Import and Export prices strengthened in November, mainly on the back of a falling dollar. As Econoday points out, the dollar has now turned up – so, it’s become perfectly obvious that the only way they can generate positive numbers is to destroy the currency, not what I’d call a picture of health, let’s see what happens when the dollar strengthens:
The dollar's steep drop in November drove prices for imported goods sharply higher. Import prices rose 1.7 percent vs. a steep 0.8 percent gain in October and a 1.5 percent gain back in August. It was back in July that the dollar began a steep descent, down 6 percent on the dollar index out to the end of November. Import inflation swept across November's non-finished goods: industrial supplies up 4.8 percent compared to October, fuels & lubricants up 7.3 percent, crude up 5.0 percent, foods & feeds up 0.5 percent. Excluding petroleum, prices rose 0.7 in November vs. a 0.6 percent rise in October. Excluding all fuels, and in this case a 30.0 percent spike in what are still depressed natural gas prices, import prices rose 0.4 percent to extend a building four-month trend of palpable increases.
What isn't increasing yet are prices for imported finished goods. Capital goods imports did rise 0.2 percent in the month, which is a comparatively strong rise for the category and double the 0.1 percent increase in October, but the gain is offset by a 0.1 percent decline in prices of imported consumer goods. Several months of price inflation for inputs have yet to appear in outputs.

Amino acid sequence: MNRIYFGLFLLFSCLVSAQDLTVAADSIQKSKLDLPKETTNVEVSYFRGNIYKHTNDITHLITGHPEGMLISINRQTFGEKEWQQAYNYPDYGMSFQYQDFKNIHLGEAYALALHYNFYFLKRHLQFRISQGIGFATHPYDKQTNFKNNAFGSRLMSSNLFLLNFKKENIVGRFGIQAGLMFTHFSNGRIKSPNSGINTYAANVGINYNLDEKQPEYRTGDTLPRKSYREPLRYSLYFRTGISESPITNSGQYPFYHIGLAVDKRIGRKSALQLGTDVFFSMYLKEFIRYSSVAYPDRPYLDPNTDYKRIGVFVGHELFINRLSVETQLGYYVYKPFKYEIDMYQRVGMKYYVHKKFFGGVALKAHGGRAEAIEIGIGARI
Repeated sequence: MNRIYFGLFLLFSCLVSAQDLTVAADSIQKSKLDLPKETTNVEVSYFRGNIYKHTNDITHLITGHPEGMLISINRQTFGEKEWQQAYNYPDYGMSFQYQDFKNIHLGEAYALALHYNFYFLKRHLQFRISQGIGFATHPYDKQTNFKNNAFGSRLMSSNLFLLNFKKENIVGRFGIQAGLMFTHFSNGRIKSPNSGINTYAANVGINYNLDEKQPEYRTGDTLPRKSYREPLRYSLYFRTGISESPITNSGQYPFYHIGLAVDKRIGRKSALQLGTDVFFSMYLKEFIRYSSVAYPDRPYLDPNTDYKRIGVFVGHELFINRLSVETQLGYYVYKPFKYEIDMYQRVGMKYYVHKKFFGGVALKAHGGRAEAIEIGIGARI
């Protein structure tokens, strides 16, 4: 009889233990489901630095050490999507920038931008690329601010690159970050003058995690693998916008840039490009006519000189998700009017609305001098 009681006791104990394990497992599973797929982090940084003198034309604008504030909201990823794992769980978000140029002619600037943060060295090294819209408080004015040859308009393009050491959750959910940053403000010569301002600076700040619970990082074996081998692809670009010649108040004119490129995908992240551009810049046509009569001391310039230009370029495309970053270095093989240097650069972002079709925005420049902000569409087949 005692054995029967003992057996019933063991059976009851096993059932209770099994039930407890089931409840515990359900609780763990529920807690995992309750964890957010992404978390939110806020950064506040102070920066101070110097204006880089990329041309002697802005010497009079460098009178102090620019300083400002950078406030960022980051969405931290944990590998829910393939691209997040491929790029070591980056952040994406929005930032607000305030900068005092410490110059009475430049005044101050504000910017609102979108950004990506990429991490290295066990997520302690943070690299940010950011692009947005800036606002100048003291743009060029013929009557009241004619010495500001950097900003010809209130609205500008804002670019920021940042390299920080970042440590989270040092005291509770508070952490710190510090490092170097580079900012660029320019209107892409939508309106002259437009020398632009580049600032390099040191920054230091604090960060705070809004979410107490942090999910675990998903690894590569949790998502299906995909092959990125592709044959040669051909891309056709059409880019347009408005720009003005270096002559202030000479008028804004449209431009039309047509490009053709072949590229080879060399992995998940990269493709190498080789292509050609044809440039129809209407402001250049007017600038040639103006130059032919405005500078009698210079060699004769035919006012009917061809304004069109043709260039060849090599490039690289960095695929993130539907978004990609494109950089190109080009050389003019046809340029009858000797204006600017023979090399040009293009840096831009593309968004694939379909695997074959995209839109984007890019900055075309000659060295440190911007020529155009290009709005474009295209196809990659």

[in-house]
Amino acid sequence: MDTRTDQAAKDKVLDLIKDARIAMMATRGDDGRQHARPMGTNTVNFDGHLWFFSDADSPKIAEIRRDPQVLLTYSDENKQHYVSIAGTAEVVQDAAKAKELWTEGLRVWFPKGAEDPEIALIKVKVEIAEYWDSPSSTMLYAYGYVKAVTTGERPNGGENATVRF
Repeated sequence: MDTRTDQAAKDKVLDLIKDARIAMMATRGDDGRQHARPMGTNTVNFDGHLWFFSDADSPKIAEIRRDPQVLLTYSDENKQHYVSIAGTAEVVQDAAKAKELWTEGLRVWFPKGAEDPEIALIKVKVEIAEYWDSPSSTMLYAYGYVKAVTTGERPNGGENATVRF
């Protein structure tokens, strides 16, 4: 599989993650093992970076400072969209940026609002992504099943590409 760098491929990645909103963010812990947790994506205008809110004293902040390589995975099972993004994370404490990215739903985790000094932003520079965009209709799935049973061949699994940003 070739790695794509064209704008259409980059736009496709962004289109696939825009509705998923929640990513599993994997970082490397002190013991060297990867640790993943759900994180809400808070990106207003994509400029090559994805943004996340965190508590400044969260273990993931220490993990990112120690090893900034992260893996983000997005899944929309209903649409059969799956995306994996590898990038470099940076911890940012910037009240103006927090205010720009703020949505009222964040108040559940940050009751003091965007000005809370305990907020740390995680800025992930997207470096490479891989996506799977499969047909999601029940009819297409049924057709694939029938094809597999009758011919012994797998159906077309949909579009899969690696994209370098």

Export prices also show significant pressure, up 0.8 percent in the month. The gain reflects month-to-month pressure across most input components with an outsized 0.3 percent rise for capital goods and a large 0.2 percent rise for consumer goods. Here the gains hint at pricing power for U.S. exporters who, because of the weak dollar, are perhaps raising their dollar prices a bit for their foreign customers.
But the scene is changing for December as the dollar has taken a turn higher, up 2 percent so far this month. The gain in the dollar will limit foreign demand for U.S. goods. Nevertheless, today's report points to trouble for Tuesday's producer price report for November.
Consumer sentiment comes out at 9:55 Eastern time.
Reader, Joe, posted some very telling revenue figures for the state of California yesterday:
Compared to this date in November 2008, revenues were down $2.33 billion (-7.4%). This was primarily driven by personal income taxes, which came in $2.63 billion below (-15.8%) last year’s figures, and corporate taxes, which were $293 million under (-11.8%) the same point in 2008.